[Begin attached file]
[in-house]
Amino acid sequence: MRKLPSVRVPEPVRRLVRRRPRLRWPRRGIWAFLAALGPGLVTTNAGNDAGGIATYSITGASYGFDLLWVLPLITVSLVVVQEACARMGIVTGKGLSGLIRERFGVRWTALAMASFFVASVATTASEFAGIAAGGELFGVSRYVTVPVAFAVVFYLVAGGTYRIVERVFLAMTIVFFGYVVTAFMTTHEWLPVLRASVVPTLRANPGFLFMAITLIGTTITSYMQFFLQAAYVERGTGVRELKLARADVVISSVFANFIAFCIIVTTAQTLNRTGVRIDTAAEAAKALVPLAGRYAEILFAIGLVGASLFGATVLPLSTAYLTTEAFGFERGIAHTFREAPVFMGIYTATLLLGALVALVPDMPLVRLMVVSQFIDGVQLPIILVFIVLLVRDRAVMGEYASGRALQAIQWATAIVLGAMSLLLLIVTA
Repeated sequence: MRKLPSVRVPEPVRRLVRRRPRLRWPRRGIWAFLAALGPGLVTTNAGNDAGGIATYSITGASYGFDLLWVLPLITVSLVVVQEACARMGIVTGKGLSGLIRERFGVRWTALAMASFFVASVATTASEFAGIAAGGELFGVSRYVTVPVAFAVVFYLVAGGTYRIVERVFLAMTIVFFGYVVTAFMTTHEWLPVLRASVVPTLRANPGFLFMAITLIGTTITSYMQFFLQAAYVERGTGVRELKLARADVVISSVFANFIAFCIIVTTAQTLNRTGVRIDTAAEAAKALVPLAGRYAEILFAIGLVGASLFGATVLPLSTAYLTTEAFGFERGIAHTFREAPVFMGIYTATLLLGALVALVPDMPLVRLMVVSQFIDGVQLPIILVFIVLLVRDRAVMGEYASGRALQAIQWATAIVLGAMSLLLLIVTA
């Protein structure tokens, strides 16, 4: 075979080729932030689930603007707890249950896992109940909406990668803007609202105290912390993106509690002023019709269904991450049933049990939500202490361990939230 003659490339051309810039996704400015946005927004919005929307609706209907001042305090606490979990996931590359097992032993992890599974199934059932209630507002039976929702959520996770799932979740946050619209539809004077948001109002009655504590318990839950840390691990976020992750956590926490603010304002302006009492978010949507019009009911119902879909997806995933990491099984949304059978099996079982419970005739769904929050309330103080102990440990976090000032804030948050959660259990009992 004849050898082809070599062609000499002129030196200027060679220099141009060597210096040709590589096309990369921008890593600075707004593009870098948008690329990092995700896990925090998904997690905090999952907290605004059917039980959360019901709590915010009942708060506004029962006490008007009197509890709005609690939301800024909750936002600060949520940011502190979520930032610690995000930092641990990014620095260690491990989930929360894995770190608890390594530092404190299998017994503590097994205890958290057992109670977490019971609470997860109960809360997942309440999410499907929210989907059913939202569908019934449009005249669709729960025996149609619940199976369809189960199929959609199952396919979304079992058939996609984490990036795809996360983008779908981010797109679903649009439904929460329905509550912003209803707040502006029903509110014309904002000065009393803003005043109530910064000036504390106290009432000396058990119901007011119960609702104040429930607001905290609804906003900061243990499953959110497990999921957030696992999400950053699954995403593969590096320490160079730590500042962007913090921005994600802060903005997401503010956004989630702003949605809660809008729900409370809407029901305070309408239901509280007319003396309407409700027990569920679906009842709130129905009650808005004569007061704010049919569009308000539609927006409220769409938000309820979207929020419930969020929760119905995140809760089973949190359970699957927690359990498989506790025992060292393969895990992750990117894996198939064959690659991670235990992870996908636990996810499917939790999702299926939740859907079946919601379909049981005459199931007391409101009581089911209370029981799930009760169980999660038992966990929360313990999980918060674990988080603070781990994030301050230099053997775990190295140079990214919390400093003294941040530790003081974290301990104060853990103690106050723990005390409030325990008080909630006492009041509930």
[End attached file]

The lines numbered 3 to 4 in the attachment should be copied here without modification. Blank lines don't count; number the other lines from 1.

Repeated sequence: MRKLPSVRVPEPVRRLVRRRPRLRWPRRGIWAFLAALGPGLVTTNAGNDAGGIATYSITGASYGFDLLWVLPLITVSLVVVQEACARMGIVTGKGLSGLIRERFGVRWTALAMASFFVASVATTASEFAGIAAGGELFGVSRYVTVPVAFAVVFYLVAGGTYRIVERVFLAMTIVFFGYVVTAFMTTHEWLPVLRASVVPTLRANPGFLFMAITLIGTTITSYMQFFLQAAYVERGTGVRELKLARADVVISSVFANFIAFCIIVTTAQTLNRTGVRIDTAAEAAKALVPLAGRYAEILFAIGLVGASLFGATVLPLSTAYLTTEAFGFERGIAHTFREAPVFMGIYTATLLLGALVALVPDMPLVRLMVVSQFIDGVQLPIILVFIVLLVRDRAVMGEYASGRALQAIQWATAIVLGAMSLLLLIVTA
């Protein structure tokens, strides 16, 4: 075979080729932030689930603007707890249950896992109940909406990668803007609202105290912390993106509690002023019709269904991450049933049990939500202490361990939230 003659490339051309810039996704400015946005927004919005929307609706209907001042305090606490979990996931590359097992032993992890599974199934059932209630507002039976929702959520996770799932979740946050619209539809004077948001109002009655504590318990839950840390691990976020992750956590926490603010304002302006009492978010949507019009009911119902879909997806995933990491099984949304059978099996079982419970005739769904929050309330103080102990440990976090000032804030948050959660259990009992 004849050898082809070599062609000499002129030196200027060679220099141009060597210096040709590589096309990369921008890593600075707004593009870098948008690329990092995700896990925090998904997690905090999952907290605004059917039980959360019901709590915010009942708060506004029962006490008007009197509890709005609690939301800024909750936002600060949520940011502190979520930032610690995000930092641990990014620095260690491990989930929360894995770190608890390594530092404190299998017994503590097994205890958290057992109670977490019971609470997860109960809360997942309440999410499907929210989907059913939202569908019934449009005249669709729960025996149609619940199976369809189960199929959609199952396919979304079992058939996609984490990036795809996360983008779908981010797109679903649009439904929460329905509550912003209803707040502006029903509110014309904002000065009393803003005043109530910064000036504390106290009432000396058990119901007011119960609702104040429930607001905290609804906003900061243990499953959110497990999921957030696992999400950053699954995403593969590096320490160079730590500042962007913090921005994600802060903005997401503010956004989630702003949605809660809008729900409370809407029901305070309408239901509280007319003396309407409700027990569920679906009842709130129905009650808005004569007061704010049919569009308000539609927006409220769409938000309820979207929020419930969020929760119905995140809760089973949190359970699957927690359990498989506790025992060292393969895990992750990117894996198939064959690659991670235990992870996908636990996810499917939790999702299926939740859907079946919601379909049981005459199931007391409101009581089911209370029981799930009760169980999660038992966990929360313990999980918060674990988080603070781990994030301050230099053997775990190295140079990214919390400093003294941040530790003081974290301990104060853990103690106050723990005390409030325990008080909630006492009041509930």